During the flu season, some hospitals provide boxes of influenza vaccine to the emergency department (ED) and nursing units to store in their unit-based medication refrigerator to facilitate vaccine distribution. Although we would much rather see patient-specific doses dispensed from the pharmacy, if your facility does this, you need to be certain that there are no other refrigerated look-alike items (with container volume, shape, color, or labeling) with which the vaccine might be confused.
Just over 2 months ago, we published an article about a measles vaccine diluent that was confused with atracurium, which resulted in the deaths of 15 children in Syria. But we also listed similar mix-ups between neuromuscular blockers and influenza vaccine in the US, at least one of which was a fatal event. All of these products were stored near one another in hospital refrigerators. In addition, we’ve received multiple reports of influenza vaccine being mixed up with insulin, and, just last month, with tuberculin purified protein derivative (PPD), which led to 41 correctional officers receiving intradermal injections of influenza vaccine (www.ismp.org/sc?id=454).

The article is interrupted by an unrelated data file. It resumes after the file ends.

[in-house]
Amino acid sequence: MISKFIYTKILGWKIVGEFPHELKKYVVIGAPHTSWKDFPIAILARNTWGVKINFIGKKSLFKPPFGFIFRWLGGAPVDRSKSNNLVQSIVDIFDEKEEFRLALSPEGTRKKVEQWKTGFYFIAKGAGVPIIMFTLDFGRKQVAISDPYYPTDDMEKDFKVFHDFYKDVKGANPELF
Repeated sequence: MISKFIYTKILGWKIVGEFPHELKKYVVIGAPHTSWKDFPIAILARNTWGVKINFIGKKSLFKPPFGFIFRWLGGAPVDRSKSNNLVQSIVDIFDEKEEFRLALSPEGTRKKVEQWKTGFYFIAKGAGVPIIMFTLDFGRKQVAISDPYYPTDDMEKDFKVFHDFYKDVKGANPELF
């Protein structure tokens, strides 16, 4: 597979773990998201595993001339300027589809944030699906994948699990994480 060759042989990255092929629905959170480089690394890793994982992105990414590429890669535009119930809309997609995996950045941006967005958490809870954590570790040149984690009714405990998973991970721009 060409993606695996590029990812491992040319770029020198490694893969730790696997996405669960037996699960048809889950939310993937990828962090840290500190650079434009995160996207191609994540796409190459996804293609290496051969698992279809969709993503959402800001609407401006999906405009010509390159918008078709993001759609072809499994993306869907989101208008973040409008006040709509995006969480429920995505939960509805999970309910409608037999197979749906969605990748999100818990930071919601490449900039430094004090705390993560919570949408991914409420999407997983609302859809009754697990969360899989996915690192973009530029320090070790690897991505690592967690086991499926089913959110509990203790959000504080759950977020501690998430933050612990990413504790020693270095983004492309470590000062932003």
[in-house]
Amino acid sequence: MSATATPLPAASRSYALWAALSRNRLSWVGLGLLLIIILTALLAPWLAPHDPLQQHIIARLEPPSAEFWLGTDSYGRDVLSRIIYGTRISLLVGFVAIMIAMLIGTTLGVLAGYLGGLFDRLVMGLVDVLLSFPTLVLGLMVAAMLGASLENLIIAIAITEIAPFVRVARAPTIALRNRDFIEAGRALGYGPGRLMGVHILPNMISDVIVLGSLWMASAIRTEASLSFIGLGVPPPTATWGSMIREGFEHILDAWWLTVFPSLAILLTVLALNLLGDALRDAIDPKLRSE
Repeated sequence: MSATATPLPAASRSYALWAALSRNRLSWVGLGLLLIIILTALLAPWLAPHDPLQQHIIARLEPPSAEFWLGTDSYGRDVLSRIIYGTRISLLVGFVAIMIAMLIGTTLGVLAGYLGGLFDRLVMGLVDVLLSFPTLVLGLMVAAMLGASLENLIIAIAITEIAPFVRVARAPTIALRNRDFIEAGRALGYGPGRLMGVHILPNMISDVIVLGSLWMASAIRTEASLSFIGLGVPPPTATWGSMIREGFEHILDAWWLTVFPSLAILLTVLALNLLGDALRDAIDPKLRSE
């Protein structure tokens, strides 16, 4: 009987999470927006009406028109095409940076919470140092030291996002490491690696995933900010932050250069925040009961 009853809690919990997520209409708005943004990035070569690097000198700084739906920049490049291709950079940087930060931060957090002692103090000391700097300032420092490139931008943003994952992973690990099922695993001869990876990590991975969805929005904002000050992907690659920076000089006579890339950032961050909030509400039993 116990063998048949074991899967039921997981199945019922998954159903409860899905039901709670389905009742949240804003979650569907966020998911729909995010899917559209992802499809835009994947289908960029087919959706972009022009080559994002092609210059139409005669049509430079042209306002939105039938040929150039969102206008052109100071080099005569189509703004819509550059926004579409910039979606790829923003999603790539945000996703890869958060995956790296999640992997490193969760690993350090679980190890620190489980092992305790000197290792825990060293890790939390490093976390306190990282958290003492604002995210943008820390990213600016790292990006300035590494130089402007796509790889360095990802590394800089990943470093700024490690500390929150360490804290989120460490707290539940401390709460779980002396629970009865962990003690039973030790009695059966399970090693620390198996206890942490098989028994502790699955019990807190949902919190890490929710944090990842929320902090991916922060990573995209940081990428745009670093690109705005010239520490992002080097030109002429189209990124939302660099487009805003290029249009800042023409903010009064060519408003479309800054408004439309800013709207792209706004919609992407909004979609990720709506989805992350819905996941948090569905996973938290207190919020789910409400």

While look-alike packaging can contribute to errors, nomenclature issues can also arise. We just learned about a close call in which boxes of DEFINITY (perflutren lipid microspheres), used for cardiac imaging, were stored in an intensive care unit (ICU) refrigerator where influenza vaccine was normally kept during the flu season. The “perflutren” nomenclature, which contains the syllable “flu,” confused some staff, who initially thought it might be a new brand of influenza vaccine. It’s unclear why Definity would need to be stored in a nursing unit refrigerator, but it was. We’ve also seen this when visiting hospitals as safety consultants. Instead of storing Definity on nursing units, cardiac staff should bring it with them for bedside echocardiograms. The bottom line is to check on how medications and vaccines are stored in refrigerators to prevent mix-ups form occurring. Also, the importance of barcode scanning prior to administration can’t be overemphasized as a way to reduce these types of errors.